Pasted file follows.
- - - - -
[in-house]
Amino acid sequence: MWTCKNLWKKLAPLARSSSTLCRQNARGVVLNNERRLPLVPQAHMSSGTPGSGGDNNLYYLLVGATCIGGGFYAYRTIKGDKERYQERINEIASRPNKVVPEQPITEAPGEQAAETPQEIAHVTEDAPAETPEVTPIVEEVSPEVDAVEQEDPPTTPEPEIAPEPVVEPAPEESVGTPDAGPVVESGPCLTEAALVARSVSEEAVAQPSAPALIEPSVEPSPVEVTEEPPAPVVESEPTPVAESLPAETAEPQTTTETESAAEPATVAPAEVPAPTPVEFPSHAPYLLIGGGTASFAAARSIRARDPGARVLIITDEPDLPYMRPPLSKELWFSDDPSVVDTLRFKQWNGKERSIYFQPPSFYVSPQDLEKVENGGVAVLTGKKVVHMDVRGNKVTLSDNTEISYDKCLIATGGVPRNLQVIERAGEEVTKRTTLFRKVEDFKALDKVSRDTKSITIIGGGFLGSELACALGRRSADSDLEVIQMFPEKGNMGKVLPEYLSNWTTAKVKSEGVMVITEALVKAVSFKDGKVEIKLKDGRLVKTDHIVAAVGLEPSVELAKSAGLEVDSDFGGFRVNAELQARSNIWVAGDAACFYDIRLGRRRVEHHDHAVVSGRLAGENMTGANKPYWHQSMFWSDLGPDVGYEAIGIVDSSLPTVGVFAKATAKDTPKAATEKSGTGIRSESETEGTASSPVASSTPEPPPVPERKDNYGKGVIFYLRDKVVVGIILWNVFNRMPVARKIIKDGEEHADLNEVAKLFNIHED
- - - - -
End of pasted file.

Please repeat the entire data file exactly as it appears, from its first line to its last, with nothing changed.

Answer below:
[in-house]
Amino acid sequence: MWTCKNLWKKLAPLARSSSTLCRQNARGVVLNNERRLPLVPQAHMSSGTPGSGGDNNLYYLLVGATCIGGGFYAYRTIKGDKERYQERINEIASRPNKVVPEQPITEAPGEQAAETPQEIAHVTEDAPAETPEVTPIVEEVSPEVDAVEQEDPPTTPEPEIAPEPVVEPAPEESVGTPDAGPVVESGPCLTEAALVARSVSEEAVAQPSAPALIEPSVEPSPVEVTEEPPAPVVESEPTPVAESLPAETAEPQTTTETESAAEPATVAPAEVPAPTPVEFPSHAPYLLIGGGTASFAAARSIRARDPGARVLIITDEPDLPYMRPPLSKELWFSDDPSVVDTLRFKQWNGKERSIYFQPPSFYVSPQDLEKVENGGVAVLTGKKVVHMDVRGNKVTLSDNTEISYDKCLIATGGVPRNLQVIERAGEEVTKRTTLFRKVEDFKALDKVSRDTKSITIIGGGFLGSELACALGRRSADSDLEVIQMFPEKGNMGKVLPEYLSNWTTAKVKSEGVMVITEALVKAVSFKDGKVEIKLKDGRLVKTDHIVAAVGLEPSVELAKSAGLEVDSDFGGFRVNAELQARSNIWVAGDAACFYDIRLGRRRVEHHDHAVVSGRLAGENMTGANKPYWHQSMFWSDLGPDVGYEAIGIVDSSLPTVGVFAKATAKDTPKAATEKSGTGIRSESETEGTASSPVASSTPEPPPVPERKDNYGKGVIFYLRDKVVVGIILWNVFNRMPVARKIIKDGEEHADLNEVAKLFNIHED